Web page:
Free Maths Tuition? Yes Please!

 

A successful Challenge Fund bid is making maths more accessible for young people.

Based off Park Road, in Liverpool 8, Riverside Learning and Education Centre, a GMLPF member, is running youth-club style maths sessions. By creating a laid back atmosphere and keeping groups small, maths suddenly appears less of a challenge for the youngsters aged 11 to 15.

Less daunting

Tutor Graham Johnson says: ‘The children are turning up with enthusiasm and within weeks we are seeing an improvement in their ability.  If we can make maths seem less daunting, the confidence of these school children will develop.  We’re keeping groups small and this is working, we’d really like to see the programme develop to reach an ever growing number of young people. If we can boost their confidence and willingness to face new challenges in learning, it will have positive benefit in other subjects as well as maths”.

Welcomed by parents

At the sessions, the children can get help with their written and online maths homework – a move that is welcome by many parents. One Mum whose child Sam, aged 11, has been attending says:

‘So many of my generation gave up on maths and it became the norm – a mindset that needs changing.  When you think about it, that’s not really acceptable – it got me thinking that I didn’t want that for my child and sessions like the ones Sam is attending are setting the standard in doing this’.

Free sessions

The free tutoring sessions are currently running on Wednesday and Thursday at 4pm. Anybody studying at senior school is welcome to drop in at the centre in Hyslop Street – toast and juice are even provided.  For more information schools, parents and students should ring 0151 709 3637.

James Glendenning, Chief Executive of Greater Merseyside Learning Providers Federation, which has funded the programme through The Challenge Fund says: ‘Community-based projects are the building blocks to break a cycle of challenges in education.  Mastering maths has long been a barrier for many, but in Merseyside we are spearheading ways to tackle that and to get ahead of the ongoing Government agenda to raise standards.

In July 2014, GMLPF launched The GMLPF Challenge Investment Fund as part of its drive to support ongoing development of the region’s skills by investing in the long term future of its members – local training providers. The initiative was designed to particularly encourage:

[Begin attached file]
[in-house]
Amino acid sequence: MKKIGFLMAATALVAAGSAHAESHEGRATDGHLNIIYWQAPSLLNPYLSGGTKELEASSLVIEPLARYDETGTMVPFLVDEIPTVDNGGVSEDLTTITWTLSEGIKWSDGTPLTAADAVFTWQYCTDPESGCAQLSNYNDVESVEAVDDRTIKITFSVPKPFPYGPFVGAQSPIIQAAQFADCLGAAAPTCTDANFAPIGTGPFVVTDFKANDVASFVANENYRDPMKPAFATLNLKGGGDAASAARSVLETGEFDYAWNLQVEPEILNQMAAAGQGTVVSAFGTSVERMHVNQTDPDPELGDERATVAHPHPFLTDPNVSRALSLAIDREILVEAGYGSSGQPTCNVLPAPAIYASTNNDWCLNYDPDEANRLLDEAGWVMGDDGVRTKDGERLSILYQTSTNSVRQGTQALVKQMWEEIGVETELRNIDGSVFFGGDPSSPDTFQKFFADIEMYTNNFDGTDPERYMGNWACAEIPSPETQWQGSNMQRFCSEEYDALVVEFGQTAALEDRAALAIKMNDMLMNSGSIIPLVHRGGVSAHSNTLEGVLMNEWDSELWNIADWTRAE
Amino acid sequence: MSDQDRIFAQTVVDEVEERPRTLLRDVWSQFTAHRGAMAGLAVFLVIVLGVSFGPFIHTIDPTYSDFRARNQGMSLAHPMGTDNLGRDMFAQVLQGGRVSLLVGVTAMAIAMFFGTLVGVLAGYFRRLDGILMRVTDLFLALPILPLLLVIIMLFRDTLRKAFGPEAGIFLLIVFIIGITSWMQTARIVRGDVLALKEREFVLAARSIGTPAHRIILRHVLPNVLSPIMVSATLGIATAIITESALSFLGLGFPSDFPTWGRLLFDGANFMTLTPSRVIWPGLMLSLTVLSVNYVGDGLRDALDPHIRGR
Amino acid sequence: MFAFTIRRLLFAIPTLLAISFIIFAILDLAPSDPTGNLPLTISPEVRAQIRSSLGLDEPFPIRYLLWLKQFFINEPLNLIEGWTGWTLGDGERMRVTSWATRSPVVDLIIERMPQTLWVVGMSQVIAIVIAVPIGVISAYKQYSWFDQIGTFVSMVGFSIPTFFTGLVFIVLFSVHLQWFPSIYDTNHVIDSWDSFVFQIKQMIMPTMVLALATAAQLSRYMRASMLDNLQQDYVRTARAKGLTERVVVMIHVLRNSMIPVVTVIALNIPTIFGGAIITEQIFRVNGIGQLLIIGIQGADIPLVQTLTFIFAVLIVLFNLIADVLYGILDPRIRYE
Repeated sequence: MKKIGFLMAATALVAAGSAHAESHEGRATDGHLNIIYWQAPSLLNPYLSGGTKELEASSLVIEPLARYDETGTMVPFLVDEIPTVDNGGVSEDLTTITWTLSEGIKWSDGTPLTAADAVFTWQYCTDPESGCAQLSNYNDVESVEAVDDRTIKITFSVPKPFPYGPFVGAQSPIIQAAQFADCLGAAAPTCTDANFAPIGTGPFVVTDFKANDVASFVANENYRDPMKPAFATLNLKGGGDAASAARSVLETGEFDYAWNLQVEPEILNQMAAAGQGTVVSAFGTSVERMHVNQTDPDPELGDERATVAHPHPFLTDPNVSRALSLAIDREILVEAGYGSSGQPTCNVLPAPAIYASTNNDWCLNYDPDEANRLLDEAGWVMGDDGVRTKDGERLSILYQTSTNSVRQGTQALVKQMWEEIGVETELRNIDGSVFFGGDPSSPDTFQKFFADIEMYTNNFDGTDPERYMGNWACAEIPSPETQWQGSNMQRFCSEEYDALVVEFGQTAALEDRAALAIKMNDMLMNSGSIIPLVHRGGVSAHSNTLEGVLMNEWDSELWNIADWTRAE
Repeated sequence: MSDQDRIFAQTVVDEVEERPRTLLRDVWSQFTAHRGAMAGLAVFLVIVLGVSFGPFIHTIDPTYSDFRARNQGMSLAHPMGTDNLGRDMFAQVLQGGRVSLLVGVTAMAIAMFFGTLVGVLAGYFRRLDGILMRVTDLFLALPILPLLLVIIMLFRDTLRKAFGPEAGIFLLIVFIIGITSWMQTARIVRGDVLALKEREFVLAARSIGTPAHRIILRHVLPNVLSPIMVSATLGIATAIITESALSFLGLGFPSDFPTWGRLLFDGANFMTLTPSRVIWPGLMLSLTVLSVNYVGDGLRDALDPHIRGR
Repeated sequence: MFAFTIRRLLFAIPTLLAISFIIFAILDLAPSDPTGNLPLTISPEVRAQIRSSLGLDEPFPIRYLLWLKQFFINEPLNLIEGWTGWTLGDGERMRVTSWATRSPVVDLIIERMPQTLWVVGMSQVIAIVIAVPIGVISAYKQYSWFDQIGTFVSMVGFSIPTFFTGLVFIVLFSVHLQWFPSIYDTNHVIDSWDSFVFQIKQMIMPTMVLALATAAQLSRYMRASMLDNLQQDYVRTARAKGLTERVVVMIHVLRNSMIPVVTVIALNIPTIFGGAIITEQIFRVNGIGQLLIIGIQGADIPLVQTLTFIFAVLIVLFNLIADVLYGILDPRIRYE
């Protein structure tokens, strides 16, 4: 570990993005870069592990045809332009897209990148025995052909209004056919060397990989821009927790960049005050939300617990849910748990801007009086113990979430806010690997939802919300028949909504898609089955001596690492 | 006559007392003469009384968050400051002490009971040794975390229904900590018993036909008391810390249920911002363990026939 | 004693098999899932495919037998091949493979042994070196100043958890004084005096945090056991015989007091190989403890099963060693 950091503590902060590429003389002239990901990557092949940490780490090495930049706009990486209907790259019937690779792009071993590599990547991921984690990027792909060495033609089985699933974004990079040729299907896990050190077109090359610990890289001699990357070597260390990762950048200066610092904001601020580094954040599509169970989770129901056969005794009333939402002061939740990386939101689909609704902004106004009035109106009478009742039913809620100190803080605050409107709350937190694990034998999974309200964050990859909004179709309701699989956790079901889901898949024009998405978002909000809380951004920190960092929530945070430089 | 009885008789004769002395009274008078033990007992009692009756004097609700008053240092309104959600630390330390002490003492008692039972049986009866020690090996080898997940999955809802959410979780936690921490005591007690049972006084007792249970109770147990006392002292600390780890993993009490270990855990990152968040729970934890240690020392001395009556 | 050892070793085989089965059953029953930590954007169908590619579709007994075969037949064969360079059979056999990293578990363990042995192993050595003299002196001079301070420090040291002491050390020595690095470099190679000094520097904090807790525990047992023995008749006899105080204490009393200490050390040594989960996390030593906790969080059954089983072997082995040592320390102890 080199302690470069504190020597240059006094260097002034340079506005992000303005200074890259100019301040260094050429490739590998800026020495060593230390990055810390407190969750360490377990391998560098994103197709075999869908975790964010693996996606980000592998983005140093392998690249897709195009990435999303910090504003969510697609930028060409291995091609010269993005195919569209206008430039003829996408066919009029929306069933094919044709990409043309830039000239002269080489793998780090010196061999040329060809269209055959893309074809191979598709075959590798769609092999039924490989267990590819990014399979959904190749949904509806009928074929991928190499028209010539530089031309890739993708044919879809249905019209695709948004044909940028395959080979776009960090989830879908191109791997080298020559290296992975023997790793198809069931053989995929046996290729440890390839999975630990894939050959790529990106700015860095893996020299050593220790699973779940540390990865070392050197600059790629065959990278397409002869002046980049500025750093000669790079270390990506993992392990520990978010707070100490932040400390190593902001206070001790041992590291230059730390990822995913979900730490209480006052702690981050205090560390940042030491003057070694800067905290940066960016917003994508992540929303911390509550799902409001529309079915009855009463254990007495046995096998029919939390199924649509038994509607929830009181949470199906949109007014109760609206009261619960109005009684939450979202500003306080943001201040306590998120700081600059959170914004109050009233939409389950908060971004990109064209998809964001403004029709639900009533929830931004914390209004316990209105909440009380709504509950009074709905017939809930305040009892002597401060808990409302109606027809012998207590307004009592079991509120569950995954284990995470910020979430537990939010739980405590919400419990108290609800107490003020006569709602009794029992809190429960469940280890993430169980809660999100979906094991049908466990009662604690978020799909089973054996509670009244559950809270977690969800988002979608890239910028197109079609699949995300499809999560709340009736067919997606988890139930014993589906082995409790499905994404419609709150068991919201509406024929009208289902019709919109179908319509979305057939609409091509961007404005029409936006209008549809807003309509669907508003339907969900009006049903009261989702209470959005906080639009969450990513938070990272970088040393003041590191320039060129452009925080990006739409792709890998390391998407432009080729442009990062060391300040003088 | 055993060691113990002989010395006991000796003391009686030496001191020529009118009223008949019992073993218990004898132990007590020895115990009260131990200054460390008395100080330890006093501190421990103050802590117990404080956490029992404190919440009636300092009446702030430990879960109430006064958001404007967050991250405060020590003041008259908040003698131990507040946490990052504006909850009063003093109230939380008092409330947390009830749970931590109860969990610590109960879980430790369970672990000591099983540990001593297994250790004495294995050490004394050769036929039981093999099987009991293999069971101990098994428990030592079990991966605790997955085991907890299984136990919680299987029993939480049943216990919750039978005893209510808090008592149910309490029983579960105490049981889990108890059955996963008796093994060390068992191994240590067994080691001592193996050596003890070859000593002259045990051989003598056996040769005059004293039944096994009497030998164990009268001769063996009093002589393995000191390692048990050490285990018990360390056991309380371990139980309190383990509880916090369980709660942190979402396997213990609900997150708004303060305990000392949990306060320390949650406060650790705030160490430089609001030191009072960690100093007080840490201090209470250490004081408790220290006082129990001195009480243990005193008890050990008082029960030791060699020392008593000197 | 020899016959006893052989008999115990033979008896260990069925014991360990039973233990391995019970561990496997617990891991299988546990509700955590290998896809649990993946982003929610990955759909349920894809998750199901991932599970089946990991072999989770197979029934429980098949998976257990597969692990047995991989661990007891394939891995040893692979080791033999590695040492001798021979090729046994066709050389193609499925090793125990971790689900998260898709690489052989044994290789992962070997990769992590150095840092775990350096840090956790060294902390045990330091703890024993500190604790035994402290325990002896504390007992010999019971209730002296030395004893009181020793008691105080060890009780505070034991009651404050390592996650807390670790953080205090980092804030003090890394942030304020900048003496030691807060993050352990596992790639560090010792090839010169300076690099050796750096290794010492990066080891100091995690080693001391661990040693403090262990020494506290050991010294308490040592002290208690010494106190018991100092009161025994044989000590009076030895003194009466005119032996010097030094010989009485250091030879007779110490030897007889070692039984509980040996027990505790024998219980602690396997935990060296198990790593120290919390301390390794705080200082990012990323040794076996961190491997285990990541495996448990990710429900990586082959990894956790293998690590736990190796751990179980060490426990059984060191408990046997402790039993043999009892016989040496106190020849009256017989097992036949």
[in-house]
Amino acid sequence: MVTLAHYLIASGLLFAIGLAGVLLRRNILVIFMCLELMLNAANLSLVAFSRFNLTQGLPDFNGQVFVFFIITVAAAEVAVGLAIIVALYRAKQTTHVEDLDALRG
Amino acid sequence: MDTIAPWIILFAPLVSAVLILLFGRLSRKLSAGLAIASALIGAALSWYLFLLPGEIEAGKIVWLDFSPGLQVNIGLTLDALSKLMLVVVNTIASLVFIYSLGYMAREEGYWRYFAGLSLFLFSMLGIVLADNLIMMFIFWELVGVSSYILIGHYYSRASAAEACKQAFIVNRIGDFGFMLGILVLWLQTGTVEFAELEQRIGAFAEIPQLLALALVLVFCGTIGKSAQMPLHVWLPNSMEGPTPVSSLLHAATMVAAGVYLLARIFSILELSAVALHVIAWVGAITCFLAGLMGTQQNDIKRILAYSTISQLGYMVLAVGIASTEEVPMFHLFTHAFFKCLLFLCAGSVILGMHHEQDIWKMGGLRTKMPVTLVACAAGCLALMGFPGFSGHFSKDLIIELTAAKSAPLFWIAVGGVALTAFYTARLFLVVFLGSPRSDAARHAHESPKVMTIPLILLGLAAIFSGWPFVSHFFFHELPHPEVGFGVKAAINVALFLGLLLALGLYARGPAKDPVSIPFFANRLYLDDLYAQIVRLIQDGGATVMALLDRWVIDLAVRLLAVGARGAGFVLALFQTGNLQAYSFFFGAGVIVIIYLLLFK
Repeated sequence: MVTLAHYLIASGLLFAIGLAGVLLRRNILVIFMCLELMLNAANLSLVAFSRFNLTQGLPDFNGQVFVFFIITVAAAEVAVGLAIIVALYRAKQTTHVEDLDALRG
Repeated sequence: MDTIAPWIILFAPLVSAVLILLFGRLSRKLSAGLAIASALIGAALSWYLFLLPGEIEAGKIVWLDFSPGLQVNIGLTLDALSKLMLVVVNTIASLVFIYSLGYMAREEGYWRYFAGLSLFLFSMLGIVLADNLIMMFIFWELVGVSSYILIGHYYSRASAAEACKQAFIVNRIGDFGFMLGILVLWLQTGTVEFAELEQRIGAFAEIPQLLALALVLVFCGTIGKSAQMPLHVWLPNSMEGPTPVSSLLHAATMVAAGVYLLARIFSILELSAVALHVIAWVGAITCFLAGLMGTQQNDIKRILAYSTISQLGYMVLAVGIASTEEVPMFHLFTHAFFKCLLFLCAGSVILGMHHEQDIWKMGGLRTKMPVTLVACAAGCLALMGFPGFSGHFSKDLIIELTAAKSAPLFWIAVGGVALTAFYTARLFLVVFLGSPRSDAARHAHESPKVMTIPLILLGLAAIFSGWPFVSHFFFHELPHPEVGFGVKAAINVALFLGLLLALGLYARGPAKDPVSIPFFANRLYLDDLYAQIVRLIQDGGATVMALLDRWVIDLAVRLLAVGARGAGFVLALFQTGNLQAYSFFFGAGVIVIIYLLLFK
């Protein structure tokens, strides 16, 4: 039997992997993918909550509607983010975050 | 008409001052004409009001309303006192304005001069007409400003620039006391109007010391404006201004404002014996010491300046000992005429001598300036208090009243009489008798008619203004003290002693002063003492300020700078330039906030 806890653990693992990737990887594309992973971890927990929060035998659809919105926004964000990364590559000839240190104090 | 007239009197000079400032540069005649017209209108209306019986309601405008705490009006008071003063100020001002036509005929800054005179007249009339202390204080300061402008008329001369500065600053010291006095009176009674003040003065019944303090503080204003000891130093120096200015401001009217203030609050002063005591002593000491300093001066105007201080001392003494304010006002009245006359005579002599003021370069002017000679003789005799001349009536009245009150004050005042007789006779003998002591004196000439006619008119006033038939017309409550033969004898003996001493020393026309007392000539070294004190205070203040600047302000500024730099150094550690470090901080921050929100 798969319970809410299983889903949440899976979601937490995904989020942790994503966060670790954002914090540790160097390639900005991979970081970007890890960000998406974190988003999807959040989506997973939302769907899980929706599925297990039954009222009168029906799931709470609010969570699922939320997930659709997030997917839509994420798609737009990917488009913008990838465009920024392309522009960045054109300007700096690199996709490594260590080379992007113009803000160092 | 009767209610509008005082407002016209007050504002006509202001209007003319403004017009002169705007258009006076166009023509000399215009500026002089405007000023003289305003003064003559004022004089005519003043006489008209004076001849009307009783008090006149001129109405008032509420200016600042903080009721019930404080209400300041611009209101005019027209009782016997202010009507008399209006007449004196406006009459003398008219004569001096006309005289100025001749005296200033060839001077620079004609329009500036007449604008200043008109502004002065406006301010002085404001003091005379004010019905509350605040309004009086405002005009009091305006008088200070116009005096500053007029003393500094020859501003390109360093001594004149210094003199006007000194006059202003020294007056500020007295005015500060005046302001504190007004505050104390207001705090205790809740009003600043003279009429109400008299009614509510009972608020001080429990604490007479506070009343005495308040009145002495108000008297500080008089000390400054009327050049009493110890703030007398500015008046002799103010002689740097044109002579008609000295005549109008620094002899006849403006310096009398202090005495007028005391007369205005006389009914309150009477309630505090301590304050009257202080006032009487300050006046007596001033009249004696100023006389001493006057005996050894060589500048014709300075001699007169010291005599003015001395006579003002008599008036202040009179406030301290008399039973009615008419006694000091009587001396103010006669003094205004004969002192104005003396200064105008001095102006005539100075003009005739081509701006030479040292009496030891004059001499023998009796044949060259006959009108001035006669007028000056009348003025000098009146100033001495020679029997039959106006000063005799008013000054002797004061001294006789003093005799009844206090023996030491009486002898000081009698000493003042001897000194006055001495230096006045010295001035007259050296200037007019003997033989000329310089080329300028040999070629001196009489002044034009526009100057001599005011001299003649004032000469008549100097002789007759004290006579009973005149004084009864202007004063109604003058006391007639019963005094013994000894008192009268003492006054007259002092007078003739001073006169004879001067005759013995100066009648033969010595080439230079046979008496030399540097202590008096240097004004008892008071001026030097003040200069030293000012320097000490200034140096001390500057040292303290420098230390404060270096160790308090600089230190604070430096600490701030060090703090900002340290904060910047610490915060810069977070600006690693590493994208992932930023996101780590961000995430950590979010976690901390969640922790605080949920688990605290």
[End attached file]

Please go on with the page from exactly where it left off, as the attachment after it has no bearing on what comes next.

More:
• Innovation
  • Improvement in quality
  • Improvement in performance

More on GMLPF’s Challenge Fund

GMLPF funds online screening tool to help identify dyslexic students

GMLPF is funding a free online screening tool to help identify dyslexic students. Dyslexia Check is a collaboration between the international charity, Dyslexia Foundation, and Liverpool-based training provider tpm, both pioneers in the field of dyslexia identification and support. tpm, one of GMLPF’s longest standing members, is arguably Merseyside’s leading training provider in this arena. The new service is funded and supported by the GMLPF Challenge Fund, a £200K initiative to support skills development across Liverpool City region.

Specialist support

It is estimated that 1 in 10 people in the UK have dyslexia, with many going through life undiagnosed. Individuals who do not have their dyslexia diagnosed miss out on specialist support which can enable them to overcome barriers to personal and professional success.

Reliable, on-demand service

Dyslexia Check provides learning providers with a reliable, on-demand service to screen students for the condition. Once identified, learning providers can then draw up a schedule of appropriate support that will enable their dyslexic students to achieve their full potential.

James Glendenning, CEO of GMLPF comments:

“GMLPF is very pleased to be funding tpm to undertake this project. The aim of the GMLPF Challenge Fund is to support projects that enable experts like tpm to hone their expertise to make a positive difference.